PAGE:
Lori Messinger, Ph.D. (Left)
- Associate Professor, KU School of Social Welfare, 2004-‘11
- Worked with Kansas Equality Coalition to establish a domestic partner registry in the City of Lawrence
- Founding Director of the KU Lambda Council (KU LGBT faculty/staff group)
- Received the Distinguished Contemporary Contribution to Baccalaureate Social Work Education Award from the Association of Baccalaureate Social Work Program Directors, 2006
- Gene A. and Gretchen Budig Award in Social Welfare (2010)
Council on Social Work Education Leadership Scholarship (2010)
- One of five social work academic administrators in the country selected to receive a scholarship to attend Harvard University Institutes for Higher Education’s Management Development Program.
Ron Federico Memorial Lecturer (2010)
- Selected to deliver the Ron Federico Memorial Lecture at the 27th Annual Conference of the Association of Baccalaureate Program Directors in Atlanta, GA.
- W.T. Kemper Fellowship for Teaching Excellence (2008)
Best BSW Faculty Project (2006)
- Influencing State Policy National Contest.
How I became interested in my field:
When I was a Masters student studying social work, I confronted several barriers in my education and work with clients as an out lesbian. I decided to focus my research on the challenges facing lesbian, gay, bisexual, and transgender people in professional social work education and in the larger culture.
An honor, achievement or accomplishment that is most meaningful to me:
I am proud that I helped to secure the Domestic Partner Registry in Lawrence, KS to recognize same-sex and different-sex couples who were not married. We helped educate city council members about the issues facing unmarried couples. This registry provides a way for companies to recognize family members who are important to employees, and it is used by the local hospital to determine hospital visiting rights of partners. I hope it will be one avenue to recognize partners of university employees for the purposes of providing health insurance benefits.
Someone who has been a role model for me and why:
Playwright, feminist, and civil rights advocate Lorraine Hansberry is a role model for me. She articulated a vision of universal human rights and humanity in her work, and she used her position as a national icon as a platform to challenge the status quo of racism, sexism, classism, and homophobia. She used a variety of approaches to encourage people to hear her message: plays, essays, speeches, public actions, personal outreach, etc. She died far too young, but what she managed to do in her short time was amazing.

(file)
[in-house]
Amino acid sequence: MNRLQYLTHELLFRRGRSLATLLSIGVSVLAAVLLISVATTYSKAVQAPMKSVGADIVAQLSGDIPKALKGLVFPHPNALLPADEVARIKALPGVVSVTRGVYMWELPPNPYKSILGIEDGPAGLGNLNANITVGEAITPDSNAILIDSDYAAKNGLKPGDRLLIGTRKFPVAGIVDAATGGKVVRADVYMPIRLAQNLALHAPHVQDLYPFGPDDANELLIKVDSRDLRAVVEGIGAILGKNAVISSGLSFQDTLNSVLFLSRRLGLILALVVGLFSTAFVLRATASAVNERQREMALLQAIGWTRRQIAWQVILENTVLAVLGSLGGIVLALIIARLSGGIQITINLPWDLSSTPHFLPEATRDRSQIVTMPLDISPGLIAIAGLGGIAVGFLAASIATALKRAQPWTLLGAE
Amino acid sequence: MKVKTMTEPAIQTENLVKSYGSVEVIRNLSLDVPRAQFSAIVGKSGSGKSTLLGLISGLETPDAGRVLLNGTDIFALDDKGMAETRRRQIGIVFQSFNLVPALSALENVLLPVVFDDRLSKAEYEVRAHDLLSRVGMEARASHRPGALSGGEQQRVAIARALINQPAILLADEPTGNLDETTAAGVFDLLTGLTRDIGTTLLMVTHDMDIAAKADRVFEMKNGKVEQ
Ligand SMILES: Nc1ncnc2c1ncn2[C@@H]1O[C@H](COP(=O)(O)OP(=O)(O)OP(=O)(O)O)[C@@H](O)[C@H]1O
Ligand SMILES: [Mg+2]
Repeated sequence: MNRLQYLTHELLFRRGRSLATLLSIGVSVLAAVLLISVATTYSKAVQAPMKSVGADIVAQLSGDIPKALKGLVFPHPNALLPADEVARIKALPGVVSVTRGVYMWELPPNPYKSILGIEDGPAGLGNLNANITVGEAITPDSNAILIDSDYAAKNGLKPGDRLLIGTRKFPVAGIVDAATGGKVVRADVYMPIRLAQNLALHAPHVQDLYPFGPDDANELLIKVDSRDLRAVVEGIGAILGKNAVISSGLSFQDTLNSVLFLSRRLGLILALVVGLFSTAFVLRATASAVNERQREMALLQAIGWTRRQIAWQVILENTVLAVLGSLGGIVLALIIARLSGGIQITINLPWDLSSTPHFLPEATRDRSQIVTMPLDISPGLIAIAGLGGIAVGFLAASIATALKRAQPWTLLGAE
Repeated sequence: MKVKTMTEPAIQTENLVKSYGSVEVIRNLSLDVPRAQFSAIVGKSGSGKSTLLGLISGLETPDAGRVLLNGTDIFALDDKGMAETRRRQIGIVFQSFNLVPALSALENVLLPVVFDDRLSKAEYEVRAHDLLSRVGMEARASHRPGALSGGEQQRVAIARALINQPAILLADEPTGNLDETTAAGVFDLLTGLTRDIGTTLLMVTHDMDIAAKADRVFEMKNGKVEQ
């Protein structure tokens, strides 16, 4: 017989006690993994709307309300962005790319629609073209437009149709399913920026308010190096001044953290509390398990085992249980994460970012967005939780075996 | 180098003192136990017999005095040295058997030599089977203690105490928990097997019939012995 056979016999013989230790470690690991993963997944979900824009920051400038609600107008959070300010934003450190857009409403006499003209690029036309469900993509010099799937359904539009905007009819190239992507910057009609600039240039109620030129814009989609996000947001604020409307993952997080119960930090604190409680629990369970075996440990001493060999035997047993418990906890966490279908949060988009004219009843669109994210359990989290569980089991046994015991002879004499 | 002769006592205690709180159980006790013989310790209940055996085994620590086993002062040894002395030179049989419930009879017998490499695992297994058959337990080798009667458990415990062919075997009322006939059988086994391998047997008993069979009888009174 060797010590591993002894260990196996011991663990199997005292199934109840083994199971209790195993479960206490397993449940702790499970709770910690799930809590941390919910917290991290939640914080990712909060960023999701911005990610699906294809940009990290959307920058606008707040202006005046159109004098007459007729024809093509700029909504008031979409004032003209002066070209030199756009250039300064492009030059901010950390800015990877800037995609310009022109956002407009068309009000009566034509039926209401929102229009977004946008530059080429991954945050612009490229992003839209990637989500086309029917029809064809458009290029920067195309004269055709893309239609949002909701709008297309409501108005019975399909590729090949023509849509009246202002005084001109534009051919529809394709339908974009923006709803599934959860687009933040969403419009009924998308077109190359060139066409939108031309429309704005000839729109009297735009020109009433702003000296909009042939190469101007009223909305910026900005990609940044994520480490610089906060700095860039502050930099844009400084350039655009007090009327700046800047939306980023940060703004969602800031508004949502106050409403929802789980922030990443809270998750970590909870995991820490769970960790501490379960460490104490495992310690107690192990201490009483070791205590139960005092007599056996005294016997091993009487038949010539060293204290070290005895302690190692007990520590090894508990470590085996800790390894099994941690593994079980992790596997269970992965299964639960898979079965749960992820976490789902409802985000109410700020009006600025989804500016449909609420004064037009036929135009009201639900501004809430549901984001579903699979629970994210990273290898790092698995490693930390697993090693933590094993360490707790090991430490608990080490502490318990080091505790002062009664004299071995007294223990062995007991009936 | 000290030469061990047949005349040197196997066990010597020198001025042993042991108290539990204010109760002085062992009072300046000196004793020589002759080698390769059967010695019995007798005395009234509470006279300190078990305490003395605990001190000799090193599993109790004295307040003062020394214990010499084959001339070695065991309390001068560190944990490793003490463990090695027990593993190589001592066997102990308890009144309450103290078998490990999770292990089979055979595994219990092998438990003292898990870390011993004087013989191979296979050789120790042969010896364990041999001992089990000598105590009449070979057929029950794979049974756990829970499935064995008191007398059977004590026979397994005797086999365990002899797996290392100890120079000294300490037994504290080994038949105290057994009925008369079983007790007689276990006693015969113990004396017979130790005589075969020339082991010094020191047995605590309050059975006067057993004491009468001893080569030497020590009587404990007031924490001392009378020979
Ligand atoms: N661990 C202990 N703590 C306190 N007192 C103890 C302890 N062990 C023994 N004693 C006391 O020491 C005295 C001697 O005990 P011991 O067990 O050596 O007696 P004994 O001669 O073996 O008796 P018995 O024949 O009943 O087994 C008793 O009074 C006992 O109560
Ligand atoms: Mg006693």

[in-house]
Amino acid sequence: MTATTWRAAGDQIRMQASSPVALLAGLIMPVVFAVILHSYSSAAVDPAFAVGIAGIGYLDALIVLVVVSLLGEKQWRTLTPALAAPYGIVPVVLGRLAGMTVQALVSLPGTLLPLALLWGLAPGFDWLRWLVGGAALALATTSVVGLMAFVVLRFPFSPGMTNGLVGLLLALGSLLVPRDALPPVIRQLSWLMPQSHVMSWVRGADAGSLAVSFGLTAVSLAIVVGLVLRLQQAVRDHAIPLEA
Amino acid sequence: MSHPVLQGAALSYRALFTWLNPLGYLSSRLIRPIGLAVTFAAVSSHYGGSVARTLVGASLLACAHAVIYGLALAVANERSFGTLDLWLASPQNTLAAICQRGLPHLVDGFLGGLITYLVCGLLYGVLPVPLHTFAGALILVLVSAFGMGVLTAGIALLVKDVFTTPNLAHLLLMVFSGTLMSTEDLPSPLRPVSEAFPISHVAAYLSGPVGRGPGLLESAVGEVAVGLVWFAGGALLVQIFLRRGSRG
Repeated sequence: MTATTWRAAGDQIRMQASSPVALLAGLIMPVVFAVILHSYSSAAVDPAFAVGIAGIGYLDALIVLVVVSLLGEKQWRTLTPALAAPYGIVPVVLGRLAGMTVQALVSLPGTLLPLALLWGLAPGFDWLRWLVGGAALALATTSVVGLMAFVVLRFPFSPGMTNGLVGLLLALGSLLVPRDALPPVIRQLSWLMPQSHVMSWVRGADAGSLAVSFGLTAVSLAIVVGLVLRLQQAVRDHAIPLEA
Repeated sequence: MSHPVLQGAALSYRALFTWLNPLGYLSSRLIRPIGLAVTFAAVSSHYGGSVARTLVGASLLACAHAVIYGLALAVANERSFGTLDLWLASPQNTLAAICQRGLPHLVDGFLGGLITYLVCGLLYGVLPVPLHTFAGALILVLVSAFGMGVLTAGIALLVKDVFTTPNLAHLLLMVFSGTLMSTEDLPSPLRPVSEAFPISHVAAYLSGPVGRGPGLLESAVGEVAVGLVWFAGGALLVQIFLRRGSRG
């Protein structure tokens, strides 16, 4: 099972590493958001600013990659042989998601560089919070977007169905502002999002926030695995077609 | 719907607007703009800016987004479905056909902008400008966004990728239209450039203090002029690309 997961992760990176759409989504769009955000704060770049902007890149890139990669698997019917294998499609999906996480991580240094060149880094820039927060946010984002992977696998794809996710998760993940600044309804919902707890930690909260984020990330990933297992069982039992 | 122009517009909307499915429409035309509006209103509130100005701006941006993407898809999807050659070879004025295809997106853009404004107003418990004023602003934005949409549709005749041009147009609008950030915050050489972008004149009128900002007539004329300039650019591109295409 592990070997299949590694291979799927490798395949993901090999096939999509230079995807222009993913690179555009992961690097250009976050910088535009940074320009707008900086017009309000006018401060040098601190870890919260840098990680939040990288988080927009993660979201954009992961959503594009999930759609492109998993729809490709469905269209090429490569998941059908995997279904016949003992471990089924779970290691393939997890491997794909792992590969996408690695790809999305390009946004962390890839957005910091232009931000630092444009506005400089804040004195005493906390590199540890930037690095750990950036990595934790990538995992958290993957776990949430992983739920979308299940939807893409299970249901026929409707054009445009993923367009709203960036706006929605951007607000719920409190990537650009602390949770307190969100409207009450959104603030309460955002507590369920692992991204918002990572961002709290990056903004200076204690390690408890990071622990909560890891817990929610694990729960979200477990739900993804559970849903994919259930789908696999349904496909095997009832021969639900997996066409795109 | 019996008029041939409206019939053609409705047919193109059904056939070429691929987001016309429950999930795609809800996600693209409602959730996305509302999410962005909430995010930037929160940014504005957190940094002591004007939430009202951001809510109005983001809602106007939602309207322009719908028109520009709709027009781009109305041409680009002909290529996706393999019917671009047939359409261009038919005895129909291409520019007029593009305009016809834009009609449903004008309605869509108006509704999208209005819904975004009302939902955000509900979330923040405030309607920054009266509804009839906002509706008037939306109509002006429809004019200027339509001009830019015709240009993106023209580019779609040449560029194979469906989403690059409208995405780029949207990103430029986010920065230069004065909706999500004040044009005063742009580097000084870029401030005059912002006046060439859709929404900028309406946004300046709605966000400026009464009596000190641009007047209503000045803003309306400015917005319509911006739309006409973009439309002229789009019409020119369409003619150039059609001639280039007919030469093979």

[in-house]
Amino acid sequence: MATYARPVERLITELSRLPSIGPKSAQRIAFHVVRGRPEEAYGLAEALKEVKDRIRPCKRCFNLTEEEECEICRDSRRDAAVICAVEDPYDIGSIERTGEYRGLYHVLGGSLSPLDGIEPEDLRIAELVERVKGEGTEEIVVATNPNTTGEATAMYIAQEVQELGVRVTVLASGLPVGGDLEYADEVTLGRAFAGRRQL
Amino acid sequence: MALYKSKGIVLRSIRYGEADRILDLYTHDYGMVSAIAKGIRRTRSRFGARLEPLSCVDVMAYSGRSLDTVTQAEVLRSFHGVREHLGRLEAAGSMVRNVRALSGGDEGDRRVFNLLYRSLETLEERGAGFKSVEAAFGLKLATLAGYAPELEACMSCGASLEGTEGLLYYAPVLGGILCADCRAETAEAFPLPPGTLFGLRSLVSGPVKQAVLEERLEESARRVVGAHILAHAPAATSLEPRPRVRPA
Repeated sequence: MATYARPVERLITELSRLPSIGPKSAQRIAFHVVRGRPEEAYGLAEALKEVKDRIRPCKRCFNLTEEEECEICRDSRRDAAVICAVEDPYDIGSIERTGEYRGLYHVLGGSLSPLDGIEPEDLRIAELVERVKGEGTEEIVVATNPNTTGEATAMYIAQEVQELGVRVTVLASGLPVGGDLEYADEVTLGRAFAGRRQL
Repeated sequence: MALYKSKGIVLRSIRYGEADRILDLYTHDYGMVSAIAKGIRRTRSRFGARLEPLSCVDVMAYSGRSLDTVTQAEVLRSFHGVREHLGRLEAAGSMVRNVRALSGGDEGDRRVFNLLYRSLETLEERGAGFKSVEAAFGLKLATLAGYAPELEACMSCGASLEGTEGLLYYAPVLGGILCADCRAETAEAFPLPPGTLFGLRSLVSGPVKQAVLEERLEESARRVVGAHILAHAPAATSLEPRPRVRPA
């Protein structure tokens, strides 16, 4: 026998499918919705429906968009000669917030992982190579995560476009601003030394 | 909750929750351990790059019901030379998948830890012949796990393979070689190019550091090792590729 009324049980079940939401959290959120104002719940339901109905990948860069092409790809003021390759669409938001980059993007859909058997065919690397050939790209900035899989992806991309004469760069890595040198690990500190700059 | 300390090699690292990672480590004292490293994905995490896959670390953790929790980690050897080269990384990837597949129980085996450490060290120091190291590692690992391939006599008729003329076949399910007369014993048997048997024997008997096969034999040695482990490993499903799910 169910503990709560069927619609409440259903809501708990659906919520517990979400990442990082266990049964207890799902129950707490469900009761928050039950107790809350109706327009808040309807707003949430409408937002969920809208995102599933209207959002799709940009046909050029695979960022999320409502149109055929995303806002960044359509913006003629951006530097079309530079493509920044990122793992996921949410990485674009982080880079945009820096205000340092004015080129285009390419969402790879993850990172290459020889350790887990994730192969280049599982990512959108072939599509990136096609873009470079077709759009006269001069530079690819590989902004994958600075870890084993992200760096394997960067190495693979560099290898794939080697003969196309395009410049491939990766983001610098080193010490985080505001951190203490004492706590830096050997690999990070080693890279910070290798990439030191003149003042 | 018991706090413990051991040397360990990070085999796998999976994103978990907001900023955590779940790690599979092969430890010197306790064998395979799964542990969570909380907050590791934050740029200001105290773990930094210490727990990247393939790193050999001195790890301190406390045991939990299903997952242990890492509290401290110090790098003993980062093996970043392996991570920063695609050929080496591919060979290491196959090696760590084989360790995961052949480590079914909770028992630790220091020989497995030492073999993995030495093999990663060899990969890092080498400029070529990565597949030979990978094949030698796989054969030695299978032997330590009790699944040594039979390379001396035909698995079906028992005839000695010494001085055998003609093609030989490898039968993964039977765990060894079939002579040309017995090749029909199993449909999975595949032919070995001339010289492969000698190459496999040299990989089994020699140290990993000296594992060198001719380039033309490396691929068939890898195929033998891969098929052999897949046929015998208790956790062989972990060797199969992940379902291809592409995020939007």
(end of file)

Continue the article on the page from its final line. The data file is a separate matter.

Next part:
Someone who has been influential or had a significant impact on my life:
My partner, Boo Tyson, has likely been the most influential person in my life. She introduced me to the field of social work, when I was enrolled in a political science graduate program. She helped me understand the central role of social work as a force fighting for social and economic justice in society. She has also been my companion and friend for the last twenty years, seeing me through graduate school, my first academic jobs, my first administrative position, tenure and promotion, and several moves across the country.
My favorite KU memory:
My favorite memory is when I was the Ron Federico speaker at a national social work conference in spring 2010. The focus of my talk was using social change music to educate students about social movements in the United States. I got to sing as well as speak, and I had the backing of a group of social work educators who I had formed into a social justice choir. When I led the singing of the African American National Anthem, “Lift Every Voice and Sing,” all of those in attendance stood and sang with us. It was a profoundly moving and inspirational moment for me.
An important life lesson I have learned:
Dealing with our biases isn’t a one-time thing; it is an everyday struggle. Lean into the discomfort, because that is where you learn.
If I had a sister just entering college, I would want her to know…
Going to class is more than half the battle. Show up and be present; important things happen in the classroom.
A favorite quote or saying and why it is meaningful to me:
When do you think is the time to love somebody the most; when they done good and made things easy for everybody? Well then, you ain't through learning -- because that ain't the time at all. It's when he's at his lowest and can't believe in hisself 'cause the world done whipped him so. When you starts measuring somebody, measure him right child, measure him right. Make sure you done taken into account what hills and valleys he come through before he got to wherever he is.Lorraine Hansberry from Raisin in the Sun
I think this quote helps me in my relationships with students, colleagues, and friends and family members. We all need second (and sometimes third and fourth) chances, especially those of us who face extra challenges in our lives related to violence, financial hardship, lack of support, and other kinds of discrimination and oppression. People can and will do extraordinary things with those extra chances. I believe in taking people as they are, but also supporting them in their desire to change.